Charitable Giving

Imagine if nonprofits could better understand how their donors make decisions or if donors focused their giving on the most impactful organizations.

Domain Statement

Today’s charitable giving landscape is plagued by frictions and informational inefficiency. Many individuals express a desire to give, yet fail to follow through on their giving intentions. They further face a variety of frictions in evaluating which organizations make the best use of funds. As a result, charitable organizations face little external pressure to improve efficiency and measure impact.

Through our research projects and collaborations, we are working to improve the effectiveness of charitable giving by providing charities with stronger incentives to evaluate impact and improve efficiency, and motivating donors to give.

Project Abstracts

Read about some of the charitable giving research projects the lab is working on.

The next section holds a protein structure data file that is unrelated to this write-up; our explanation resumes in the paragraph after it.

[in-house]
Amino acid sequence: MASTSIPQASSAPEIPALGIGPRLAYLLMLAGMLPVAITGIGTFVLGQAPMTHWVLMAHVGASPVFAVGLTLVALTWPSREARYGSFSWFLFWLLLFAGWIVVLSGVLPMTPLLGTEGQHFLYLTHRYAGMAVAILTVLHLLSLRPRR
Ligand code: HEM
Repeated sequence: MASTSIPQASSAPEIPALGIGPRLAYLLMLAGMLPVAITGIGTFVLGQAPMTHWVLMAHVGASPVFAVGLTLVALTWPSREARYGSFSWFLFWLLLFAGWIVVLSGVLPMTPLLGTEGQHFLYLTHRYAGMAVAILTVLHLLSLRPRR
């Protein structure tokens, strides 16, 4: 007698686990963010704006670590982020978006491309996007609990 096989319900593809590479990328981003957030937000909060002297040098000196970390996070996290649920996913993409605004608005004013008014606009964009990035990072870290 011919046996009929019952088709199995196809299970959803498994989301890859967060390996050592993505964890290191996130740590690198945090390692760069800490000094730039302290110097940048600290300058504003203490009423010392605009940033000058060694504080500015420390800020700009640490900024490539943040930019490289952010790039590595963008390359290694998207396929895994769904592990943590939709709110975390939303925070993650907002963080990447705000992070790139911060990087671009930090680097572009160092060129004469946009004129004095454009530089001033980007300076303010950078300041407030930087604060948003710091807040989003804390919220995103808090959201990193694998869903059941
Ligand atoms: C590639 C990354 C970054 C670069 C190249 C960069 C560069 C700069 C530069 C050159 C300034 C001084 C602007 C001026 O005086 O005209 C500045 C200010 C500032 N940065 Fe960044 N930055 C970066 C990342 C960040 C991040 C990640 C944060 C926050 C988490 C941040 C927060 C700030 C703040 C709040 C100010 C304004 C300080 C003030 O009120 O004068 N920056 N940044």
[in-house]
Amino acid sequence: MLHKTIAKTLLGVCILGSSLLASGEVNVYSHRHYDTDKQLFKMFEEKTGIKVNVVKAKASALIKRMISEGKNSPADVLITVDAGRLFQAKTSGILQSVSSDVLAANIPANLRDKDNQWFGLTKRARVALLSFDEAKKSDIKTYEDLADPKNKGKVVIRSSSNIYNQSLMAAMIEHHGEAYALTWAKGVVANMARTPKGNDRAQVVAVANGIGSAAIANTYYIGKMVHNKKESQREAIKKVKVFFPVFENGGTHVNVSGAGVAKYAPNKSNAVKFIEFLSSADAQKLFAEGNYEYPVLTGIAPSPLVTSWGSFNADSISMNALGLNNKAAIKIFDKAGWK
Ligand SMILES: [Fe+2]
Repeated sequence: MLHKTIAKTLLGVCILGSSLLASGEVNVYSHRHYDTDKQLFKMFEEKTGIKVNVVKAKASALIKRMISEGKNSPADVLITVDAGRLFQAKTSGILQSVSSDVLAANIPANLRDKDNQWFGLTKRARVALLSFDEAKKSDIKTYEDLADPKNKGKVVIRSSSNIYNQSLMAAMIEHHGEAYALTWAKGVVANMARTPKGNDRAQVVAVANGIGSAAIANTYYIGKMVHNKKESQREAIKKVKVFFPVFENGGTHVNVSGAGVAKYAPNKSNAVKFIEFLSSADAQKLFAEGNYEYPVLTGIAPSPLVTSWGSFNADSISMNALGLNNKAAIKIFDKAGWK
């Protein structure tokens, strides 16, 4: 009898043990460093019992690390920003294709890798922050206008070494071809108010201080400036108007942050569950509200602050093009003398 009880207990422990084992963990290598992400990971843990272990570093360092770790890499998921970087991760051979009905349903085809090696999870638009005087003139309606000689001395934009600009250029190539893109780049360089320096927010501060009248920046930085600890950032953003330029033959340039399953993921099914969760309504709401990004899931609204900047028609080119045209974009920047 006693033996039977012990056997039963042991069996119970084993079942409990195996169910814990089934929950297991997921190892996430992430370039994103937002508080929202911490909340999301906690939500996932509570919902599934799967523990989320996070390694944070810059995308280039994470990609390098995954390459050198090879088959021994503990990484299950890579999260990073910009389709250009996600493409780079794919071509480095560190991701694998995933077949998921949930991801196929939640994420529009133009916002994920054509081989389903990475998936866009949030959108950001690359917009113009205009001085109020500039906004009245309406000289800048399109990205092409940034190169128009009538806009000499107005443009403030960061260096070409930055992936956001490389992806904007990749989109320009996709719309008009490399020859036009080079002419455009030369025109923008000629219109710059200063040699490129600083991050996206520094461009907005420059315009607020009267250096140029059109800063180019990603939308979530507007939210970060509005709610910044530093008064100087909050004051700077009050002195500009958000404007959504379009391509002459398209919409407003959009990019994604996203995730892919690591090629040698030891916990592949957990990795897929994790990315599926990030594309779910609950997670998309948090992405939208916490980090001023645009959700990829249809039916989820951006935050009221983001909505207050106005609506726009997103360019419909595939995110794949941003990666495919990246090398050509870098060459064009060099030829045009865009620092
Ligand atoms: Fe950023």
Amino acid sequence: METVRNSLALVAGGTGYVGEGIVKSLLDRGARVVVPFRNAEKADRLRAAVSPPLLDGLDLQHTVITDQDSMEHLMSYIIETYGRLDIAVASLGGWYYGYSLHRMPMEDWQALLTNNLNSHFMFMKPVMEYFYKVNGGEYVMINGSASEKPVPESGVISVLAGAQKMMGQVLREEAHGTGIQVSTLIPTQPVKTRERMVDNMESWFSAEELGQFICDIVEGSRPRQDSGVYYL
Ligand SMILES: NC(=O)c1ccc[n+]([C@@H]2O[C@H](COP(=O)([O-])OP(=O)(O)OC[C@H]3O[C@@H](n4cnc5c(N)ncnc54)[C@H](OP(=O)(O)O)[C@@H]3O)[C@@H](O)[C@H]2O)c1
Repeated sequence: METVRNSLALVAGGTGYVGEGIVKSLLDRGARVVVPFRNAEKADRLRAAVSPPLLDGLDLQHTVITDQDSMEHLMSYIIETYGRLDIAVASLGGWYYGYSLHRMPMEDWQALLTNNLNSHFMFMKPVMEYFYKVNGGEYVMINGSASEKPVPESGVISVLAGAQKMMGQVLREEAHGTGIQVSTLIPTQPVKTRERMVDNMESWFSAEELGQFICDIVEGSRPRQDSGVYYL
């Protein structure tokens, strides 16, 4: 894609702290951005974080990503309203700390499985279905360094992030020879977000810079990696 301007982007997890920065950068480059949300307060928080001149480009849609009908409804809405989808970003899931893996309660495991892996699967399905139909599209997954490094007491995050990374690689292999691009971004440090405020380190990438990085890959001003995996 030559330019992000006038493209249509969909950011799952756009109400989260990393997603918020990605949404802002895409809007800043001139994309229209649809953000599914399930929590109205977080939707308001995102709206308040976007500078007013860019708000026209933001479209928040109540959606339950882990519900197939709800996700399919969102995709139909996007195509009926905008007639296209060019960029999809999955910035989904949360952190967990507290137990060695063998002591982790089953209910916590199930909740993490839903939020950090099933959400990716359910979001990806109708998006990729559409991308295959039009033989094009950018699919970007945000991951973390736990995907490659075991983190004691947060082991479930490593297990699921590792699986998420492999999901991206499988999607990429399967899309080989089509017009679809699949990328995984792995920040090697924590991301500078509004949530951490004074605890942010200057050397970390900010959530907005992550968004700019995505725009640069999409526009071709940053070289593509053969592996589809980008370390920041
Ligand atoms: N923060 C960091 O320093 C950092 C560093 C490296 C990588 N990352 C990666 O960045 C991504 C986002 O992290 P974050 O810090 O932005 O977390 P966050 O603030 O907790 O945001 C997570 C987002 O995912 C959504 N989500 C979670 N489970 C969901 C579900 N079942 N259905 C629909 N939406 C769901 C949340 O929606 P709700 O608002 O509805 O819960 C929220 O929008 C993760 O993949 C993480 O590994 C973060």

Learning How to Incentivize Giving

With a financial technology firm and ImpactMatters, this project is identifying approaches to increase contributions to charitable organizations. Lab researchers are analyzing donation data to understand consumer behavior and motivations around charitable giving, and designing experiments to expose consumers to giving opportunities during electronic commerce. The experiments will guide strategies to motivate consumers to increase their giving and direct their giving to impactful organizations.

Testing Efficacy of Personalized Approaches to Encourage Charitable Donations

Lab researchers are using adaptive experimentation to test the efficacy of personalized approaches to encourage charitable donations. Algorithms are utilized to choose which questions to ask a user about their interests; different options are then offered based on the users’ answers. In addition, the research is also establishing best-practices of using experiments to consider how people use tools to make donations, focusing on how to optimize the experimental design to learn how to target interventions to users’ characteristics.

Related Research

Browse research from affiliated faculty and collaborating organizations.